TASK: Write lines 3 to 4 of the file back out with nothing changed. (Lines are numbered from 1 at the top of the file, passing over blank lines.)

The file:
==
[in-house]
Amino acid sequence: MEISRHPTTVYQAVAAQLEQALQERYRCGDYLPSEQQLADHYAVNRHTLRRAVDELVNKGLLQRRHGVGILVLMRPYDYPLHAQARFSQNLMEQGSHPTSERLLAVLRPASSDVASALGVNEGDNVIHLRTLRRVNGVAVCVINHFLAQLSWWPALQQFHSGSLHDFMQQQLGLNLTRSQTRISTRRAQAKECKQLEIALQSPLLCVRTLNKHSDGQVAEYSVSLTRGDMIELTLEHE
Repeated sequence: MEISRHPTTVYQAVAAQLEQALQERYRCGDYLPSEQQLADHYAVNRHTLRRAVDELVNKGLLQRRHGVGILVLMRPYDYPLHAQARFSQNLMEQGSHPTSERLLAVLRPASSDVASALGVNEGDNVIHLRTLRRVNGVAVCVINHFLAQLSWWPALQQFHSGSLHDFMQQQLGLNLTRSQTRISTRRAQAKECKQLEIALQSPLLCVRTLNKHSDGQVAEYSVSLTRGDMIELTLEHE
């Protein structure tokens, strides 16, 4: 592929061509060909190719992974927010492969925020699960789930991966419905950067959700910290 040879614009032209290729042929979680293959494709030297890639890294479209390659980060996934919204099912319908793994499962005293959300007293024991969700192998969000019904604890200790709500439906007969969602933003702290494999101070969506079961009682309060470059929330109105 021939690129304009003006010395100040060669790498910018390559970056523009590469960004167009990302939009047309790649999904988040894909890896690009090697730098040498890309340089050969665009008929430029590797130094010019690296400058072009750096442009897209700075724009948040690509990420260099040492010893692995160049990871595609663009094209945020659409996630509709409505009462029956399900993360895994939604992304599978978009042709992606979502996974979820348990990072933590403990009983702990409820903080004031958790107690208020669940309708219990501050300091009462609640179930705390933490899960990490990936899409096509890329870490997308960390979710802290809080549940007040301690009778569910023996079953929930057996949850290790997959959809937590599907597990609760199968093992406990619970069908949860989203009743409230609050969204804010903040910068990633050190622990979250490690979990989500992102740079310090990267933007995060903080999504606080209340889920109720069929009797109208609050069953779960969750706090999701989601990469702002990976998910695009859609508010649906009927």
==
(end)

Repeated sequence: MEISRHPTTVYQAVAAQLEQALQERYRCGDYLPSEQQLADHYAVNRHTLRRAVDELVNKGLLQRRHGVGILVLMRPYDYPLHAQARFSQNLMEQGSHPTSERLLAVLRPASSDVASALGVNEGDNVIHLRTLRRVNGVAVCVINHFLAQLSWWPALQQFHSGSLHDFMQQQLGLNLTRSQTRISTRRAQAKECKQLEIALQSPLLCVRTLNKHSDGQVAEYSVSLTRGDMIELTLEHE
């Protein structure tokens, strides 16, 4: 592929061509060909190719992974927010492969925020699960789930991966419905950067959700910290 040879614009032209290729042929979680293959494709030297890639890294479209390659980060996934919204099912319908793994499962005293959300007293024991969700192998969000019904604890200790709500439906007969969602933003702290494999101070969506079961009682309060470059929330109105 021939690129304009003006010395100040060669790498910018390559970056523009590469960004167009990302939009047309790649999904988040894909890896690009090697730098040498890309340089050969665009008929430029590797130094010019690296400058072009750096442009897209700075724009948040690509990420260099040492010893692995160049990871595609663009094209945020659409996630509709409505009462029956399900993360895994939604992304599978978009042709992606979502996974979820348990990072933590403990009983702990409820903080004031958790107690208020669940309708219990501050300091009462609640179930705390933490899960990490990936899409096509890329870490997308960390979710802290809080549940007040301690009778569910023996079953929930057996949850290790997959959809937590599907597990609760199968093992406990619970069908949860989203009743409230609050969204804010903040910068990633050190622990979250490690979990989500992102740079310090990267933007995060903080999504606080209340889920109720069929009797109208609050069953779960969750706090999701989601990469702002990976998910695009859609508010649906009927």